Coming up on #BBCNewsSix I ask the Governor of the Bank of England if there is any evidence in his new forecast of the “PM’s new economy” of rising wages and productivity…

He says 2 year squeeze on real post tax incomes is result of higher inflation that “no one wants to see”

— Faisal Islam (@faisalislam) November 4, 2021

NB “normal” on this chart would be the two decade pre financial crisis average of + 3.25% not less than 1%, let alone actual negative forecasts for two years… it is some considerable distance from rhetoric about a high wage “new economy”

— Faisal Islam (@faisalislam) November 4, 2021

Controlling inflation is the Bank’s job - but Bailey argues that lifting interest rates won’t get more gas into the pipes, or more semiconductor chips to manufacturers, for example.

"Many of the causes of inflation would not be tackled directly by raising interest rates."

Bank of England Governor Andrew Bailey says rates were not increased from 0.1% as it would 'slow down the economy' and "probably cause unemployment to rise".

— Sky News (@SkyNews) November 4, 2021

Yesterday the Bank surprised the markets by leaving interest rates on hold - startling some investors, sending the pound plunging by almost two cents yesterday.

Bailey was among those voting to leave borrowing costs at 0.1% - despite having previously suggested the Bank would have to act over inflation.

The confusion risks undermining the Bank’s credibility - as communicating to the markets is another crucial part of its remit.

As Oliver Blackbourn, multi-asset portfolio manager at Janus Henderson Investors, put it:

It had seemed in recent weeks that the Governor and Chief Economist were going out of their way to make sure that there was to be no surprise if interest rates rose.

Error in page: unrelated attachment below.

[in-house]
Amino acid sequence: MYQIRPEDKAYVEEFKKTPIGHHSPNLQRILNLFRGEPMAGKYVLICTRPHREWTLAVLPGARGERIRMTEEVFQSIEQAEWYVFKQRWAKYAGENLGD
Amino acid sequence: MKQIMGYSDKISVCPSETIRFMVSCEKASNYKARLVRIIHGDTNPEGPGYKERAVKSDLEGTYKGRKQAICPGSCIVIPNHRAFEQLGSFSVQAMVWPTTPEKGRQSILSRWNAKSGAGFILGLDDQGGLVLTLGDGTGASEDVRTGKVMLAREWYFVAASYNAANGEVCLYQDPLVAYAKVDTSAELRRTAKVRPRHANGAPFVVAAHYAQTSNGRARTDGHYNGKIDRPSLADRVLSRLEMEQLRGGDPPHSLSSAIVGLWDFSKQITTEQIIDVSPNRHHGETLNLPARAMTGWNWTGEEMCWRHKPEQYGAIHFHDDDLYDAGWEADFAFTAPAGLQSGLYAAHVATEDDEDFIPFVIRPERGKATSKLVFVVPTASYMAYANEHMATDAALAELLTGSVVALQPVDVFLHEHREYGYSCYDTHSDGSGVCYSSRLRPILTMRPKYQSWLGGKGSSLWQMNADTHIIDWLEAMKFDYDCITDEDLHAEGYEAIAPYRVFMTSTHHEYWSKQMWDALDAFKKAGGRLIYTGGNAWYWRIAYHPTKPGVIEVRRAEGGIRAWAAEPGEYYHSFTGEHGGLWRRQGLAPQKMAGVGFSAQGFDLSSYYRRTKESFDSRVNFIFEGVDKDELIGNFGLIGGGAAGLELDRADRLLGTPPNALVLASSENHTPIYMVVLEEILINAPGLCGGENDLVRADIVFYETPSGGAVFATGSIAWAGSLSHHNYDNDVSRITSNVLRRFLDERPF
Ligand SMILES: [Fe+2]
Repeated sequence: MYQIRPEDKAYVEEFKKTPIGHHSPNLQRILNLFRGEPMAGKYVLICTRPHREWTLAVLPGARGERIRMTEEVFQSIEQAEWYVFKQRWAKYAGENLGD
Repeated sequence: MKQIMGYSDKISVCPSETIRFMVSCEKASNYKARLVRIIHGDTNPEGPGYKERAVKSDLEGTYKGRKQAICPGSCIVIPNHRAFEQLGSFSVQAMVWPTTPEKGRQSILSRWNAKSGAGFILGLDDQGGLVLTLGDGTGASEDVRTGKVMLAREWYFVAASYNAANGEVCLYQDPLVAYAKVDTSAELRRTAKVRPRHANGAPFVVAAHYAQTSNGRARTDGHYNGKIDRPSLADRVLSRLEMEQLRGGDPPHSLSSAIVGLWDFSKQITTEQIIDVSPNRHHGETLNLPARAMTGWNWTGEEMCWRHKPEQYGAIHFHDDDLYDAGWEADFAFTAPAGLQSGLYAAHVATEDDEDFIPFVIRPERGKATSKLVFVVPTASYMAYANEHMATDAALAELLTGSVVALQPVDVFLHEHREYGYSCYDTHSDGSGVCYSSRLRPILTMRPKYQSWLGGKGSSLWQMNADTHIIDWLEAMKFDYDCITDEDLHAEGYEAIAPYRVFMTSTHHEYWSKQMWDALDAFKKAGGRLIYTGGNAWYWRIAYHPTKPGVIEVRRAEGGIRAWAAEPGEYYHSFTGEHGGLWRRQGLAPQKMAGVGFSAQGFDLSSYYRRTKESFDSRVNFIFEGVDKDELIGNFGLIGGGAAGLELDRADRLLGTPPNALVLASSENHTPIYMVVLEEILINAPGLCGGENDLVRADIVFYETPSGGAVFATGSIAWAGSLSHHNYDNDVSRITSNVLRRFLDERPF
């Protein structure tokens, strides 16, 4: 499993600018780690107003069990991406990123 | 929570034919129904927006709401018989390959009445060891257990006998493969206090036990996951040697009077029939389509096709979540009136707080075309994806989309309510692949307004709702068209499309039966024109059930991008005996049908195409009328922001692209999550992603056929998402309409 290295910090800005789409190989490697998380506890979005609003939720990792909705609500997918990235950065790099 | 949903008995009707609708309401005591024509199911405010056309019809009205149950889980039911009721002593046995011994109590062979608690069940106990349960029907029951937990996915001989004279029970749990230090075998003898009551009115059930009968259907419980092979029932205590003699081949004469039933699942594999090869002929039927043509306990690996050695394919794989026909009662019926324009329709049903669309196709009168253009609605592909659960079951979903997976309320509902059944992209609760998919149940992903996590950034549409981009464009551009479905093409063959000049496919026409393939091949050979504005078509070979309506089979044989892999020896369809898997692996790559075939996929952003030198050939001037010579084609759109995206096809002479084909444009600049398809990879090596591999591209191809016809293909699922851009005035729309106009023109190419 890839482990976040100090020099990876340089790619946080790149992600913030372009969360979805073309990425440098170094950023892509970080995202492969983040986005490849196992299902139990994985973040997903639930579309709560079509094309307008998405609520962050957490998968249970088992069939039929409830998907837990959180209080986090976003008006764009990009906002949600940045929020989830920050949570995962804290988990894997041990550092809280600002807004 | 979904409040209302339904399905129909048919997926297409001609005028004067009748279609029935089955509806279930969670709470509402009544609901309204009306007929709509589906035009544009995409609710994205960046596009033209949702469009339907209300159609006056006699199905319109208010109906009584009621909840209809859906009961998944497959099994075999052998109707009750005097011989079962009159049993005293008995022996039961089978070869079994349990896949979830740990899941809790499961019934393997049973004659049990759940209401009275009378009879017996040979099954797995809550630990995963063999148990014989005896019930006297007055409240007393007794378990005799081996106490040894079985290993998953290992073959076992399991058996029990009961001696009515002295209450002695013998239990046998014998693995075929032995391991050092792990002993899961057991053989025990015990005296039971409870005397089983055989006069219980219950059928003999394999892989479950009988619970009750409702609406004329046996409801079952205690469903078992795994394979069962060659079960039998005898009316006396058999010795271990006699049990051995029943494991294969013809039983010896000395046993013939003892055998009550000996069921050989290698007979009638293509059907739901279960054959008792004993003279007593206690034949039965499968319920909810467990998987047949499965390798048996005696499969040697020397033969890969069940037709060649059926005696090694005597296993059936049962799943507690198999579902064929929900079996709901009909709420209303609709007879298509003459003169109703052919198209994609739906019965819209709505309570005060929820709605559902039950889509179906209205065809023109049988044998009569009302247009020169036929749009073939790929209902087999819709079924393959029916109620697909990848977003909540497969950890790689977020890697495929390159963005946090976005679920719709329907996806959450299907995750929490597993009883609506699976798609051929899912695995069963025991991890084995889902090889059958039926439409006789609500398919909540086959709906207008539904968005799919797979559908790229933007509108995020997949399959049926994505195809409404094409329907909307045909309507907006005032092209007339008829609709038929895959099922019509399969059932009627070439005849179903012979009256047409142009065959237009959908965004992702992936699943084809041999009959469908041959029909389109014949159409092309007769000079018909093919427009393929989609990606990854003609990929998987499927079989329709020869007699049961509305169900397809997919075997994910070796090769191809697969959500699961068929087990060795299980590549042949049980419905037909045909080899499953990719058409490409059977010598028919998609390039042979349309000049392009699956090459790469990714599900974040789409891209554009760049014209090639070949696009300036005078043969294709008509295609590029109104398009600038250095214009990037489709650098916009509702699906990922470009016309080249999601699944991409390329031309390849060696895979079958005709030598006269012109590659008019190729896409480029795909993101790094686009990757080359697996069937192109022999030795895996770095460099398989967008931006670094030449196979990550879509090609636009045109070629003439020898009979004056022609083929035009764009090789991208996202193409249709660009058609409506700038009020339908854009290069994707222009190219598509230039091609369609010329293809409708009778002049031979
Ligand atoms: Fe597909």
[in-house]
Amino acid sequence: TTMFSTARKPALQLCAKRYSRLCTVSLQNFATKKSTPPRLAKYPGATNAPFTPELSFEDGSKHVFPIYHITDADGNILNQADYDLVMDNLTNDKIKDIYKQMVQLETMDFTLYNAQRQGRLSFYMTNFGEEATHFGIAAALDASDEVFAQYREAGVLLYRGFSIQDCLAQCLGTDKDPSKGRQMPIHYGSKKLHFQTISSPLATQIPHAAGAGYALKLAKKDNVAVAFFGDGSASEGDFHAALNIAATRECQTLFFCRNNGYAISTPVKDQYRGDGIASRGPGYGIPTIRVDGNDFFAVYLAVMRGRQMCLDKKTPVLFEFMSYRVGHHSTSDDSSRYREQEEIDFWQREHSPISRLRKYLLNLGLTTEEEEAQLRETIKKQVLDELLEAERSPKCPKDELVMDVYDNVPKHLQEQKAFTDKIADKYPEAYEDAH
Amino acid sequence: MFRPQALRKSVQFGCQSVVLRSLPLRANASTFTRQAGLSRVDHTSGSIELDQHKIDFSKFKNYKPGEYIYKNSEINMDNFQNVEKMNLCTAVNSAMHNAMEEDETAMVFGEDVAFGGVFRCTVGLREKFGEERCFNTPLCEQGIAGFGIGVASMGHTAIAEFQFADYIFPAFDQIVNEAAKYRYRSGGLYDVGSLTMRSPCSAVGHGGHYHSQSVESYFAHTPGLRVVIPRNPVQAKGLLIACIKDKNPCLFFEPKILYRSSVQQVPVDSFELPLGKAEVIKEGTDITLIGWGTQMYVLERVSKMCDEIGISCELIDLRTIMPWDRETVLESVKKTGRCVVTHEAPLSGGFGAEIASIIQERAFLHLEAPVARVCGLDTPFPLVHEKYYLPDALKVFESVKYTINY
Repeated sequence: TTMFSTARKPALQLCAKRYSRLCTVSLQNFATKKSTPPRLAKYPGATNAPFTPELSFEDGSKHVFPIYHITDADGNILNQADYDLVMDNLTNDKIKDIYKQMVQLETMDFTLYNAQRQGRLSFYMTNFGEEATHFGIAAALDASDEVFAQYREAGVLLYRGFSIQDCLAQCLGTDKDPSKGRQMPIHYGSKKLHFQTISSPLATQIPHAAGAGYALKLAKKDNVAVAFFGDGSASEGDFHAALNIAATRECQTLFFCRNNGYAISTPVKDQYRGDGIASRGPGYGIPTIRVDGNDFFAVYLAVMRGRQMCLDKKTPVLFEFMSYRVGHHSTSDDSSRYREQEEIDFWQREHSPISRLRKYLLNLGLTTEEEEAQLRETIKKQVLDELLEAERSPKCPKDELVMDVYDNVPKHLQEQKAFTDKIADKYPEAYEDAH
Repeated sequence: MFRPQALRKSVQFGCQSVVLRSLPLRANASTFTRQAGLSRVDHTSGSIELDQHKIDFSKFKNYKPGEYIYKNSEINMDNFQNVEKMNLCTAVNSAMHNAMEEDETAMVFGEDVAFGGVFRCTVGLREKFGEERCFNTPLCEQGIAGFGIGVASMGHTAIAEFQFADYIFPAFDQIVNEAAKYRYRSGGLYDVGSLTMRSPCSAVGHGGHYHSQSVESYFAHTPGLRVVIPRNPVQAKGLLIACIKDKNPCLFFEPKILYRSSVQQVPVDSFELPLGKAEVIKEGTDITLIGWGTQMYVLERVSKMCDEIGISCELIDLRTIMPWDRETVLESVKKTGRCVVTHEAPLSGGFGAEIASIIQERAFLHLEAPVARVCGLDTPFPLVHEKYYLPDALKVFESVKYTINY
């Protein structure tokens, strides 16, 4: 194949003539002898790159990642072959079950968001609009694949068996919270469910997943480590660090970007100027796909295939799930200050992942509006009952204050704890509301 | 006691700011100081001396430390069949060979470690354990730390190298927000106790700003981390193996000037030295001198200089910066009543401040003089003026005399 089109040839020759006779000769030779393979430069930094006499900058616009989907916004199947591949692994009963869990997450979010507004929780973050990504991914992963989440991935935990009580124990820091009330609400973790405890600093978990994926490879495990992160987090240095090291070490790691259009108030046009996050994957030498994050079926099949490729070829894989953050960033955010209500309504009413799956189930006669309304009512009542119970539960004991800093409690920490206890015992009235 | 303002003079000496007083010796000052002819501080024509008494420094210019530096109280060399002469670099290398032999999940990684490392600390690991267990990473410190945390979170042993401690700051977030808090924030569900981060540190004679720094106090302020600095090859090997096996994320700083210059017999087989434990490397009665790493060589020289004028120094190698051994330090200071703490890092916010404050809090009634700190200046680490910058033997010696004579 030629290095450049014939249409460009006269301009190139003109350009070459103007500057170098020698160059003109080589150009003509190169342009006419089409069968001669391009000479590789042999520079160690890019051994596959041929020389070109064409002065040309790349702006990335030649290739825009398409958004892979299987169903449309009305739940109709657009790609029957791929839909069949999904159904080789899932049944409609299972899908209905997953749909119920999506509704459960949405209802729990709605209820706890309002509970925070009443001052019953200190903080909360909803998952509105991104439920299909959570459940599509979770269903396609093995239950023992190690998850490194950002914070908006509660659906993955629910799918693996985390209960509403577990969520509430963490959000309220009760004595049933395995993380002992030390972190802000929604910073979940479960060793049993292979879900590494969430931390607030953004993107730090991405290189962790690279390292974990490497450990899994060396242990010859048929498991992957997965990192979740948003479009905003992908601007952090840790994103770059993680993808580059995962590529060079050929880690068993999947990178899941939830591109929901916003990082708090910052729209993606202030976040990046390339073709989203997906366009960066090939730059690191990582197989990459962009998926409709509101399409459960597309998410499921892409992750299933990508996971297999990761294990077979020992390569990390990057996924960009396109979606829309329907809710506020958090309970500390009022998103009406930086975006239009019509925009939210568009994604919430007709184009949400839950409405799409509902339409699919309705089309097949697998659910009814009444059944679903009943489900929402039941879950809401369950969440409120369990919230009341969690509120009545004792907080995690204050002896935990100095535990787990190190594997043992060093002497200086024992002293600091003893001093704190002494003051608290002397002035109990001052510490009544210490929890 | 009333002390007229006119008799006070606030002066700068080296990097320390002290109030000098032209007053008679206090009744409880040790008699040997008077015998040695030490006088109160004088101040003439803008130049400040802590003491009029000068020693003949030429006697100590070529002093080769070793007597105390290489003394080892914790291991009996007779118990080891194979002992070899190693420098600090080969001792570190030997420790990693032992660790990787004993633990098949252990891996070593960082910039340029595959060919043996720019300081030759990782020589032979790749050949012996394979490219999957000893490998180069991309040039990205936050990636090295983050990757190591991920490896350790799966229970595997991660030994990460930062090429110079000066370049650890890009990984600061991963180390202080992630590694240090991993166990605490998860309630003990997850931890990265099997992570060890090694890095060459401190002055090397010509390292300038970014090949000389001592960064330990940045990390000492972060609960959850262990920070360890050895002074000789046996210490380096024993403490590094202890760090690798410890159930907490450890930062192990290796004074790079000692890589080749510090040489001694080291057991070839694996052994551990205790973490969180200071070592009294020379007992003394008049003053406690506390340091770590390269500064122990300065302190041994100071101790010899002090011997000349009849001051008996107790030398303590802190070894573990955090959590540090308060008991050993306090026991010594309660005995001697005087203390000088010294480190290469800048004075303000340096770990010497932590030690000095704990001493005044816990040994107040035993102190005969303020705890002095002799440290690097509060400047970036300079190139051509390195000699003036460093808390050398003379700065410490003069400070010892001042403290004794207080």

Former governor, Mark Carney, was labelled the ‘unreliable boyfriend’ over his confusing communication, and there is a risk that the new governor inherits this moniker following his public statements ahead of today’s announcement. After taking time to seemingly warn markets about potential lift off, it may be particularly perplexing for many that the Bank then chose to push against markets that had priced in a steeper path for interest rates.

However, the Bank pointed to its estimates that such a path would take inflation back below target by the end of the forecast period, something that markets seem less convinced of given the inflation outlook being expressed by 10-year breakeven rates.

FT: BoE sends investors scrambling by keeping interest rates on hold #TomorrowsPapersToday

— Neil Henderson (@hendopolis) November 4, 2021

The agenda

  • 7am GMT: Halifax house price index for October
  • 8.10am GMT: BoE governor Andrew Bailey interview on the Today Programme
  • 8.30am GMT: Eurozone construction PMI for
  • 10am GMT: Eurozone retail sales for September
  • 12.30pm GMT: US Non-Farm Payroll jobs report for October



Graeme Wearden

The GuardianTramp